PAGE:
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House to vote on health-care repeal Wed.

WASHINGTON (BP)–The U.S. House of Representatives is scheduled to vote Wednesday on legislation to repeal last year’s controversial health-care reform law.

The new Republican majority is expected to pass the bill, called the Repealing the Job-killing Health Care Law Act, H.R. 2. The strength of support for the legislation apparently was indicated Jan. 7, when the House approved in a 236-181 roll call a rule governing consideration of the repeal measure.

Foes of the 2009 law backed by President Obama have consistently called for its repeal since its enactment in March. The opposition has been based on a variety of concerns, including its authorization of subsidies for insurance plans that cover abortion.

Southern Baptist ethicist Richard Land continued his request for repeal in a letter to House leaders Tuesday.

The president of the Ethics & Religious Liberty Commission (ERLC) told Speaker of the House John Boehner and Majority Leader Eric Cantor the reform law’s provision for abortion coverage is one reason for the entity’s support of the new bill. In a letter, Land said Obama’s executive order issued the same week the law was enacted and purported to prevent abortion subsidies “is insufficient to block federal funding of abortion under health care.”

Land also told the Republican leaders the ERLC is concerned the law “will likely increase the federal deficit by hundreds of billions of dollars” during its first 10 years. He said the requirements for most individuals to purchase health insurance and for businesses to provide coverage “are burdensome and raise serious” constitutional questions. In addition, he expressed misgivings about the greater government involvement in health care.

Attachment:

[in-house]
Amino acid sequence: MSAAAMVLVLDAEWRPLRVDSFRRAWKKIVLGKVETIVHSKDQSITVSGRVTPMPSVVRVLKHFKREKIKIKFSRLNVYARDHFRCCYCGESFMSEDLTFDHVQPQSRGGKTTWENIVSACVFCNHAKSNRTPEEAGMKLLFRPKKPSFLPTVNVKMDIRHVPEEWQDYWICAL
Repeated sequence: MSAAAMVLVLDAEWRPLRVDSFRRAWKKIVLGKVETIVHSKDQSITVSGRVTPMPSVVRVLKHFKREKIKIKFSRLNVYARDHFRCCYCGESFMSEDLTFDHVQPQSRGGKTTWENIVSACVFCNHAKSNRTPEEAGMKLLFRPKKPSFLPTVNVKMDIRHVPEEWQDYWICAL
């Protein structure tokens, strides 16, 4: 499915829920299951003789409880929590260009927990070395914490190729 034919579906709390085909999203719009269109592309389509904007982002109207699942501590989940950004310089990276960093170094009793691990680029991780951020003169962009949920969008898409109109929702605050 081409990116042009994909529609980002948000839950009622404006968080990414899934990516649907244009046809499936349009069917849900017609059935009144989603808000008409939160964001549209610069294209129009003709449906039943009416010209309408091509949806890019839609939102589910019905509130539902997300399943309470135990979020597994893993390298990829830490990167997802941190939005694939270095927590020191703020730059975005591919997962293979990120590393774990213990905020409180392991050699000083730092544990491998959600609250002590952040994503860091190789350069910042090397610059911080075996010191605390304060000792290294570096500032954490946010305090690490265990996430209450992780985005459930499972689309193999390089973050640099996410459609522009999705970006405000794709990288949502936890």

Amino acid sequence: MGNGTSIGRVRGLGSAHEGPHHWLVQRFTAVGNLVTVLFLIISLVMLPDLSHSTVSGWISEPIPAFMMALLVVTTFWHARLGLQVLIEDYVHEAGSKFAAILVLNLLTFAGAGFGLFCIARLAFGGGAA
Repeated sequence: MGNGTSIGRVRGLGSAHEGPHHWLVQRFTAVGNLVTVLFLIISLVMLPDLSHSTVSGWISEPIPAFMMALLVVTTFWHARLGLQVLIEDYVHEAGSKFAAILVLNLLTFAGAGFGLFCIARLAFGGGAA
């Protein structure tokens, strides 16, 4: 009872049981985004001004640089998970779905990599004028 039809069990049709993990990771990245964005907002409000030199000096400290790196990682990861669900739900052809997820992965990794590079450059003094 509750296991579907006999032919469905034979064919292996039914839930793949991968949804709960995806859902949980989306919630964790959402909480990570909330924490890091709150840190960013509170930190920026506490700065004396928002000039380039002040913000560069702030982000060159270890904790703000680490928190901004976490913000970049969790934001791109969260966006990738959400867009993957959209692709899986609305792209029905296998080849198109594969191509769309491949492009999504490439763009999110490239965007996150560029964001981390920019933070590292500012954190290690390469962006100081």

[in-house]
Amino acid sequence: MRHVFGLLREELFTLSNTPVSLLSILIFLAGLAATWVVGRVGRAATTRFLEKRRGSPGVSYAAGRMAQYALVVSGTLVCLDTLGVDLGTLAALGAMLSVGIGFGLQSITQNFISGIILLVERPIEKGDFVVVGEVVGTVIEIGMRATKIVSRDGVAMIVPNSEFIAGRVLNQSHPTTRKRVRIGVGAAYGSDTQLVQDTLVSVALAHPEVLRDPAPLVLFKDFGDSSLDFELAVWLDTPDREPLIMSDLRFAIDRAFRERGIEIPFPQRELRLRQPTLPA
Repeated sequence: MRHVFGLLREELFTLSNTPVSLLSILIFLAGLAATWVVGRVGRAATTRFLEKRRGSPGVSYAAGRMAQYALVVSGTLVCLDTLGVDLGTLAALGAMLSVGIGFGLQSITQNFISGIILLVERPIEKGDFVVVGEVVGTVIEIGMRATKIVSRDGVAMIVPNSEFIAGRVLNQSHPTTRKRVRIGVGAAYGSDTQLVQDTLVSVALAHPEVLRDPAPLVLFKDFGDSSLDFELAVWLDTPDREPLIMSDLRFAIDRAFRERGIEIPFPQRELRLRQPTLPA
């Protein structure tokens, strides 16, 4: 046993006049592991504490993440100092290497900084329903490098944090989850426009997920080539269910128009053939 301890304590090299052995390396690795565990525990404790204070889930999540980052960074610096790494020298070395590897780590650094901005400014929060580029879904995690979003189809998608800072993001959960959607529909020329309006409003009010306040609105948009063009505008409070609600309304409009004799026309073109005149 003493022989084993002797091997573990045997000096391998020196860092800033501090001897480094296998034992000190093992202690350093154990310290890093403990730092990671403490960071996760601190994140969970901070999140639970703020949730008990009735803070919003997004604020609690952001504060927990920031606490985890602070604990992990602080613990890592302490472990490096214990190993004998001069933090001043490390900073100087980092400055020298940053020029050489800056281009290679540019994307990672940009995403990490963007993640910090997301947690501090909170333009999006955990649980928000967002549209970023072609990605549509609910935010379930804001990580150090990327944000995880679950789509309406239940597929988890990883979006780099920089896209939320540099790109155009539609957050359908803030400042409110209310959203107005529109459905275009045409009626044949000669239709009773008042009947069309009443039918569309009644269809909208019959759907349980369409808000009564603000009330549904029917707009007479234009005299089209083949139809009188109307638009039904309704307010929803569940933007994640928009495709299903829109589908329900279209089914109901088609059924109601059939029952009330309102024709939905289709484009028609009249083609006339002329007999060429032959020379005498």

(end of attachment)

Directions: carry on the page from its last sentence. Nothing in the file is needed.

The ERLC supports “health care reform that would preserve the private nature of our health care system while reducing costs, maintaining the highest possible standard of care, and ensuring that federal dollars are not used to subsidize abortion,” Land wrote. “Unfortunately, the [health-care reform] enacted last year fall[s] well short of these ideals.”

The repeal effort is not expected to progress beyond the House. The Senate is unlikely to approve such a measure, and Obama would veto it if it were to reach his desk.

Four Democrats — Dan Boren of Oklahoma; Larry Kissell and Mike McIntyre, both of North Carolina, and Mike Ross of Arkansas — voted with the Republican majority in the Jan. 7 roll call.

The repeal vote is the first in a series that is expected to demonstrate how strong pro-lifers are in the House.

Rep. Mike Pence, R.-Ind., already has introduced the Title X Abortion Provider Prohibition Act, H.R. 217. Pence’s bill would bar Title X family planning money from going to organizations that perform abortions. That would include Planned Parenthood, the leading Title X recipient and the country’s No. 1 abortion provider.

Introduction of the No Taxpayer Funding for Abortion Act is expected soon from Rep. Chris Smith, R.-N.J. The bill would provide a government-wide ban on federal funding and subsidies for abortion.

Rep. Joseph Pitts, R.-Pa., plans to introduce the Protect Life Act, which would prohibit any federal funding of abortion in last year’s health-care law.

Rep. Dan Lipinski, D.-Ill., will be the lead Democratic sponsor of the bills from both Smith and Pitts.
Compiled by Tom Strode, Washington bureau chief for Baptist Press.

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